Child Rights Alliance deeply concerned about safety of children

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Dear Editor,

THE Child Rights Alliance (CRA) is deeply concerned about the safety and wellbeing of children in communities across Guyana.

The alleged abduction, sexual assault and murder of 13-year-old Leonard Archibald of Brother’s Village, East Bank Berbice has brought to light so much that is wrong in society. This tragedy could have been avoided if individuals in the community or law enforcement officials familiar with the atrocious crimes of the confessed offender acted with urgency. Instead, a community was plunged into mourning; a nation is left dumbfounded as Guyanese continue to sing a familiar, but melancholy tune: “if only.”

How can a man who allegedly tied a then12-year-old boy to a tree and sexually assaulted him; broke into the home of a 15-year-old boy in a failed attempt to rape him; failed in an attempt to abduct an 18-year-old boy in a boat; attacked a 19-year-old man in a failed attempt to rape him; failed in an attempt to rape a then 35-year-old man; and sexually molested a seven year-old boy, all from the same village, be allowed to roam the streets as a free man? If only…

Guyana has a culture of silence and secrecy to crimes of child abuse, particularly sexual violence against children. Offenders know this and are emboldened by this fact. In 2016, there were 4,015 reported cases of child abuse, 18% or 734 were cases of child sexual abuse. The truth is, for every reported case of abuse there are two or more cases that go unreported. This means those offenders go unreported as well.

Several members of the CRA have been conducting sensitisation sessions with children in Regions Three, Four and Five between January and July 2017. The CRA members have sensitised almost 2,000 children on child abuse and the importance of reporting cases of abuse. Several children approached a CRA counselor and reported that they were sexually abused. In some of these cases, the matters were never reported to the Childcare and Protection Agency (CPA) prior to coming to the attention of the CRA. In a few cases the abuse was known by family members in the home. In one case, the child was being sexually abused by the stepfather. The biological mother and maternal grandmother knew about the abuse. The mother and grandmother threatened to poison the child if she ever told anyone.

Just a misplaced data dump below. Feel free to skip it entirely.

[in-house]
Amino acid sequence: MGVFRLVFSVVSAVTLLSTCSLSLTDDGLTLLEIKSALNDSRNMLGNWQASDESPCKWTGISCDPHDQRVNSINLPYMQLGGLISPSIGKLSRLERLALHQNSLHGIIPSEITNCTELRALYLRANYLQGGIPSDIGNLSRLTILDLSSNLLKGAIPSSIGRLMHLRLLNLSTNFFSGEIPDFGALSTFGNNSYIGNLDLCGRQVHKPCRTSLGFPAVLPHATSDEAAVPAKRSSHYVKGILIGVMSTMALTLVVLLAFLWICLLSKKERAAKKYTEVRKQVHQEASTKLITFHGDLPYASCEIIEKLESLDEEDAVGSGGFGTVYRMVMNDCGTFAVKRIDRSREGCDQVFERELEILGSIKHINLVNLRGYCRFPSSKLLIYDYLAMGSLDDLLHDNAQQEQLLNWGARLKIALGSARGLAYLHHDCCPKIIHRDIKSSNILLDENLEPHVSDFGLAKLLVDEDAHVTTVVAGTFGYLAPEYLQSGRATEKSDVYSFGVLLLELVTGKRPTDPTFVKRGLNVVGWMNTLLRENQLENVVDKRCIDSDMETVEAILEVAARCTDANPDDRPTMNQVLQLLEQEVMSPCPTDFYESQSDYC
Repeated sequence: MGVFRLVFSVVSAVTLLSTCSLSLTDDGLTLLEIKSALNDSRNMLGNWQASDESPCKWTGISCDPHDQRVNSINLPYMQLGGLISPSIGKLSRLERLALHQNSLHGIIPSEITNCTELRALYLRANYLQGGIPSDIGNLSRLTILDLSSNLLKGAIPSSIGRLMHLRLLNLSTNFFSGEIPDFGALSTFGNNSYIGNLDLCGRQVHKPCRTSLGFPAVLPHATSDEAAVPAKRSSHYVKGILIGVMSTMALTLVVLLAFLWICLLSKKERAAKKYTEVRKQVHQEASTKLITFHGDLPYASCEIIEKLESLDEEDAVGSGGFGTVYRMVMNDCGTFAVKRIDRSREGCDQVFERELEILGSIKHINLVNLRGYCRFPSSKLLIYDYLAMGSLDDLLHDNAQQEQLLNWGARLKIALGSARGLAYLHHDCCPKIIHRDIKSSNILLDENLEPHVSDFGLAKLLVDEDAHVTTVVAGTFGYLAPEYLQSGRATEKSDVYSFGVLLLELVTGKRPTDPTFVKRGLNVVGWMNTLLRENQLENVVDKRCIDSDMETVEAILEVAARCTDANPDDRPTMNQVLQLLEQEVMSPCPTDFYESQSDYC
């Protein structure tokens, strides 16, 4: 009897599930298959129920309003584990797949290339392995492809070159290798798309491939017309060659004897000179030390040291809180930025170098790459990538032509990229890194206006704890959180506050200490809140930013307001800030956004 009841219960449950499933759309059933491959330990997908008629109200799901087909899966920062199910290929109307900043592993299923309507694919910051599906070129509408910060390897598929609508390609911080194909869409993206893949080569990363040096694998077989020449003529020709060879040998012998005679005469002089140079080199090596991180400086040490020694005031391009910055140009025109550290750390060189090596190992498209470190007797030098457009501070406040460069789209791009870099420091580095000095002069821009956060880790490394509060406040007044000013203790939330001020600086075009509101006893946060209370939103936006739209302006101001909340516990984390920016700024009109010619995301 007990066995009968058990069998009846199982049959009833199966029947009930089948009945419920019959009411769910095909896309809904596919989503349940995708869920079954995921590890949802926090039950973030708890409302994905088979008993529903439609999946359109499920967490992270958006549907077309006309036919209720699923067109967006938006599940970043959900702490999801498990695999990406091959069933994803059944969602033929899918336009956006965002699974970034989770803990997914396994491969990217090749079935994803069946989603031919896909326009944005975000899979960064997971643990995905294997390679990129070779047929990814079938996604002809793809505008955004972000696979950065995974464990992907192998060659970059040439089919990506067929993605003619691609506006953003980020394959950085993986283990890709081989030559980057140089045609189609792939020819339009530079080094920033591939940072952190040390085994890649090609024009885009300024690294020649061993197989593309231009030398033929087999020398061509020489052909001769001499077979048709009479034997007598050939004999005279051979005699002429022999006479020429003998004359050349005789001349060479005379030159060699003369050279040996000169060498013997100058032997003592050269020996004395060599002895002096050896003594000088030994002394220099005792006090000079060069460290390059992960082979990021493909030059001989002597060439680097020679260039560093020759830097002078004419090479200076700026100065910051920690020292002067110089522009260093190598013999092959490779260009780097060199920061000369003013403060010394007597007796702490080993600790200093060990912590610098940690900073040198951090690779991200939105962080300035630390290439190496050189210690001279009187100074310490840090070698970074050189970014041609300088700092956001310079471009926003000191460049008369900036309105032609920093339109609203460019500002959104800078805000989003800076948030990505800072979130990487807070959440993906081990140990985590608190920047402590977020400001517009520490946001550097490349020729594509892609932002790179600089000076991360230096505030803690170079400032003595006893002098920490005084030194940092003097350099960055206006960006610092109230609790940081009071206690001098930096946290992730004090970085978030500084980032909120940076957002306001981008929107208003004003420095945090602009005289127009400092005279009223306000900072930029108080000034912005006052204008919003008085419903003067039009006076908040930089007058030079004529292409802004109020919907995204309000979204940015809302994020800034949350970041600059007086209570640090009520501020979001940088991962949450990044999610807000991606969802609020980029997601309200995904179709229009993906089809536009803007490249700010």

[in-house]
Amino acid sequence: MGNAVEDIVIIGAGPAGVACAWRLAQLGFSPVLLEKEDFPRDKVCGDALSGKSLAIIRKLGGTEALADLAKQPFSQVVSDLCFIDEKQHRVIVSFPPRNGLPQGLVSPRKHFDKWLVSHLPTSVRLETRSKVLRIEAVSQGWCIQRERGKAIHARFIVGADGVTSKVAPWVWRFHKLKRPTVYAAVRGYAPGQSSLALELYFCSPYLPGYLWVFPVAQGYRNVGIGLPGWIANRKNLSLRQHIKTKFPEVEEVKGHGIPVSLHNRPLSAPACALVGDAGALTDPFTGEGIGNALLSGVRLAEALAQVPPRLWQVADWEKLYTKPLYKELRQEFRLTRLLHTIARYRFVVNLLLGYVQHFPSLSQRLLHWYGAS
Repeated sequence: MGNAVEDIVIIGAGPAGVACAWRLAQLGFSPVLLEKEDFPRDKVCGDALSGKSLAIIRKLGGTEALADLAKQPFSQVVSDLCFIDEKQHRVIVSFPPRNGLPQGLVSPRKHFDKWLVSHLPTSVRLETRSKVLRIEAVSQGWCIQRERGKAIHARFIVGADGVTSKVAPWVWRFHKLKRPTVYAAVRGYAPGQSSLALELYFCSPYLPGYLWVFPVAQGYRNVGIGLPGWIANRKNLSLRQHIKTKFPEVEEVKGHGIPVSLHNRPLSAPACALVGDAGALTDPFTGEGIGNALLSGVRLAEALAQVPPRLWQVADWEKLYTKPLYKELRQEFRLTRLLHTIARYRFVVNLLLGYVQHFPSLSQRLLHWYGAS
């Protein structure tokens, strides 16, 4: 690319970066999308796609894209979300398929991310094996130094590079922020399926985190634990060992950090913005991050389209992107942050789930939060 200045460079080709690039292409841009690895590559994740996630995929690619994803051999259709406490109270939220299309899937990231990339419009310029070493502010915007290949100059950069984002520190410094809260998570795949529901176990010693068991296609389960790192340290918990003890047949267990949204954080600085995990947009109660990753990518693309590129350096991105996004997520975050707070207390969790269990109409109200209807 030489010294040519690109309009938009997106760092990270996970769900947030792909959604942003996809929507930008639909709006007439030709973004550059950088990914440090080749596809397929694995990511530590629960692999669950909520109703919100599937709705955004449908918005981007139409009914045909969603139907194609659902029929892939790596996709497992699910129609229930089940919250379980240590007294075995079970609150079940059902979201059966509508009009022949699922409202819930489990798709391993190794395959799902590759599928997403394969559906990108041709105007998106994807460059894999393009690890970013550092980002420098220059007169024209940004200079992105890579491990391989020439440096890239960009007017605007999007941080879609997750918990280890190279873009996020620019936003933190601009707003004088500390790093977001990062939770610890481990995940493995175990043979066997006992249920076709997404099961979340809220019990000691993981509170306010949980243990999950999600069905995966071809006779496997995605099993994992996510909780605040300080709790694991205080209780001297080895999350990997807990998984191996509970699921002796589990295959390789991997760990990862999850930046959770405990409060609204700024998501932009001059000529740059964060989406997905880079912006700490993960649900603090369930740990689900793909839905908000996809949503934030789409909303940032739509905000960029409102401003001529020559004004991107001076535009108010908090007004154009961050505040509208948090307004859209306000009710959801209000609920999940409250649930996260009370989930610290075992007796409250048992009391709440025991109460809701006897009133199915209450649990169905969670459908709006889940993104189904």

Covering up child sexual abuse cases is far more common than most people realise. ChildLinK’s 2016 report on children living in institutional care revealed that there is a “…a general culture of silence with respect to child abuse…” (Bess-Bascom, 2016). Additionally, the report revealed that there were “…partners…who hide and ‘cover’ for perpetrators… and felt a responsibility to protect the perpetrator…” (Bess-Bascom, 2016). While no one on the East Bank Berbice was trying to protect the confessed offender, those who suffered at his hands, for the most part, chose to remain silent. The slain child’s father was reported as saying ‘No one thought it would get this serious and now I’m seeing the community come out and put their foot down on it.’ The father reportedly believed that if someone had reported what was known by the community in the past then his son would still be alive. And that is the problem we face today: If only someone had done something. Unfortunately, no one thinks about doing anything until after the fact.